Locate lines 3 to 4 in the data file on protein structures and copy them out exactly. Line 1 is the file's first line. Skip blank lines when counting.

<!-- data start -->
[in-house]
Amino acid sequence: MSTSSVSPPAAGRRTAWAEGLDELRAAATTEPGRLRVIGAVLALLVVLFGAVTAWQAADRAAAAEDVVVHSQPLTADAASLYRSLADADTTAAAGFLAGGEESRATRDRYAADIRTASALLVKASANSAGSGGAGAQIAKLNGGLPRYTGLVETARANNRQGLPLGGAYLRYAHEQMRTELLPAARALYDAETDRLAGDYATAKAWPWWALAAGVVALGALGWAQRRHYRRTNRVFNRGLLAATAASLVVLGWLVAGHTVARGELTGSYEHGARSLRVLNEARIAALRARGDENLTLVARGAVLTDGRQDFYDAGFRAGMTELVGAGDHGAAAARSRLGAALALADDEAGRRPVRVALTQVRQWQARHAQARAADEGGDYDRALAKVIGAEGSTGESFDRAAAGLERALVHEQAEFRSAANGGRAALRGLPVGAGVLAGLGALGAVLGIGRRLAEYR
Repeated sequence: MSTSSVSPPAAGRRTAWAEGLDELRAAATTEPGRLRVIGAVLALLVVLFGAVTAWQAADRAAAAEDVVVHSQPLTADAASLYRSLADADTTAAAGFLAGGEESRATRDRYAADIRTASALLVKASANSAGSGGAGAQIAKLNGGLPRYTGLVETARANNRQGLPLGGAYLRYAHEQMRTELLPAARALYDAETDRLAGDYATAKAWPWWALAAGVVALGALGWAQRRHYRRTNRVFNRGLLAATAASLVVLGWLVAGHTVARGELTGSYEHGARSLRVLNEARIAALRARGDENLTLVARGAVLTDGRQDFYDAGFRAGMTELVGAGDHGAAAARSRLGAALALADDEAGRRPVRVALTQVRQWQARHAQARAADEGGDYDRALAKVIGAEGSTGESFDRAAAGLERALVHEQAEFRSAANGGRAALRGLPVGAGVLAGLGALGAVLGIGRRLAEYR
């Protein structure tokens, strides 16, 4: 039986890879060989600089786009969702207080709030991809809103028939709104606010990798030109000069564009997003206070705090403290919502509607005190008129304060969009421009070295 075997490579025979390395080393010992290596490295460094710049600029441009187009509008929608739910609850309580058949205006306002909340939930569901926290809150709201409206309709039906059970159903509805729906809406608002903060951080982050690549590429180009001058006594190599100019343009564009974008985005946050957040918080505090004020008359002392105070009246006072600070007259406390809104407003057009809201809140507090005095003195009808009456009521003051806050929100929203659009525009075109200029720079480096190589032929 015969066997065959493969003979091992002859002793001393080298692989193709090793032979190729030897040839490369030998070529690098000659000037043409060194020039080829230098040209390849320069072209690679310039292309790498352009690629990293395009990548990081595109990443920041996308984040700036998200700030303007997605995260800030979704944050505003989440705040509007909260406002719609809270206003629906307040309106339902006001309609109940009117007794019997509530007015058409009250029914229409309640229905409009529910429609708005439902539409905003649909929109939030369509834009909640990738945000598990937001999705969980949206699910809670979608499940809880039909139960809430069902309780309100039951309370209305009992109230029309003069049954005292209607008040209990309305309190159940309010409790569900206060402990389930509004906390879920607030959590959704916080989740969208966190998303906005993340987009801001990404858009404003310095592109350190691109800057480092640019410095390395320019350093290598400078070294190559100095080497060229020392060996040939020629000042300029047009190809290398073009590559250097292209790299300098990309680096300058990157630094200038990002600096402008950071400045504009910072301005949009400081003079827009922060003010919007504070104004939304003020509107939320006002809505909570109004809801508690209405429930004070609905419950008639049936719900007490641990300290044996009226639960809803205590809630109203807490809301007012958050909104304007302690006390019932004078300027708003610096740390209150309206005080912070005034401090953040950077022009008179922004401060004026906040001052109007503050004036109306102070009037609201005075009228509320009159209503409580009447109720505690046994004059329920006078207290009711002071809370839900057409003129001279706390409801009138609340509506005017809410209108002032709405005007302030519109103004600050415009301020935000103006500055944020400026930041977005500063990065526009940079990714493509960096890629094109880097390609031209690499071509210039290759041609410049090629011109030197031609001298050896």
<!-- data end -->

Repeated sequence: MSTSSVSPPAAGRRTAWAEGLDELRAAATTEPGRLRVIGAVLALLVVLFGAVTAWQAADRAAAAEDVVVHSQPLTADAASLYRSLADADTTAAAGFLAGGEESRATRDRYAADIRTASALLVKASANSAGSGGAGAQIAKLNGGLPRYTGLVETARANNRQGLPLGGAYLRYAHEQMRTELLPAARALYDAETDRLAGDYATAKAWPWWALAAGVVALGALGWAQRRHYRRTNRVFNRGLLAATAASLVVLGWLVAGHTVARGELTGSYEHGARSLRVLNEARIAALRARGDENLTLVARGAVLTDGRQDFYDAGFRAGMTELVGAGDHGAAAARSRLGAALALADDEAGRRPVRVALTQVRQWQARHAQARAADEGGDYDRALAKVIGAEGSTGESFDRAAAGLERALVHEQAEFRSAANGGRAALRGLPVGAGVLAGLGALGAVLGIGRRLAEYR
């Protein structure tokens, strides 16, 4: 039986890879060989600089786009969702207080709030991809809103028939709104606010990798030109000069564009997003206070705090403290919502509607005190008129304060969009421009070295 075997490579025979390395080393010992290596490295460094710049600029441009187009509008929608739910609850309580058949205006306002909340939930569901926290809150709201409206309709039906059970159903509805729906809406608002903060951080982050690549590429180009001058006594190599100019343009564009974008985005946050957040918080505090004020008359002392105070009246006072600070007259406390809104407003057009809201809140507090005095003195009808009456009521003051806050929100929203659009525009075109200029720079480096190589032929 015969066997065959493969003979091992002859002793001393080298692989193709090793032979190729030897040839490369030998070529690098000659000037043409060194020039080829230098040209390849320069072209690679310039292309790498352009690629990293395009990548990081595109990443920041996308984040700036998200700030303007997605995260800030979704944050505003989440705040509007909260406002719609809270206003629906307040309106339902006001309609109940009117007794019997509530007015058409009250029914229409309640229905409009529910429609708005439902539409905003649909929109939030369509834009909640990738945000598990937001999705969980949206699910809670979608499940809880039909139960809430069902309780309100039951309370209305009992109230029309003069049954005292209607008040209990309305309190159940309010409790569900206060402990389930509004906390879920607030959590959704916080989740969208966190998303906005993340987009801001990404858009404003310095592109350190691109800057480092640019410095390395320019350093290598400078070294190559100095080497060229020392060996040939020629000042300029047009190809290398073009590559250097292209790299300098990309680096300058990157630094200038990002600096402008950071400045504009910072301005949009400081003079827009922060003010919007504070104004939304003020509107939320006002809505909570109004809801508690209405429930004070609905419950008639049936719900007490641990300290044996009226639960809803205590809630109203807490809301007012958050909104304007302690006390019932004078300027708003610096740390209150309206005080912070005034401090953040950077022009008179922004401060004026906040001052109007503050004036109306102070009037609201005075009228509320009159209503409580009447109720505690046994004059329920006078207290009711002071809370839900057409003129001279706390409801009138609340509506005017809410209108002032709405005007302030519109103004600050415009301020935000103006500055944020400026930041977005500063990065526009940079990714493509960096890629094109880097390609031209690499071509210039290759041609410049090629011109030197031609001298050896």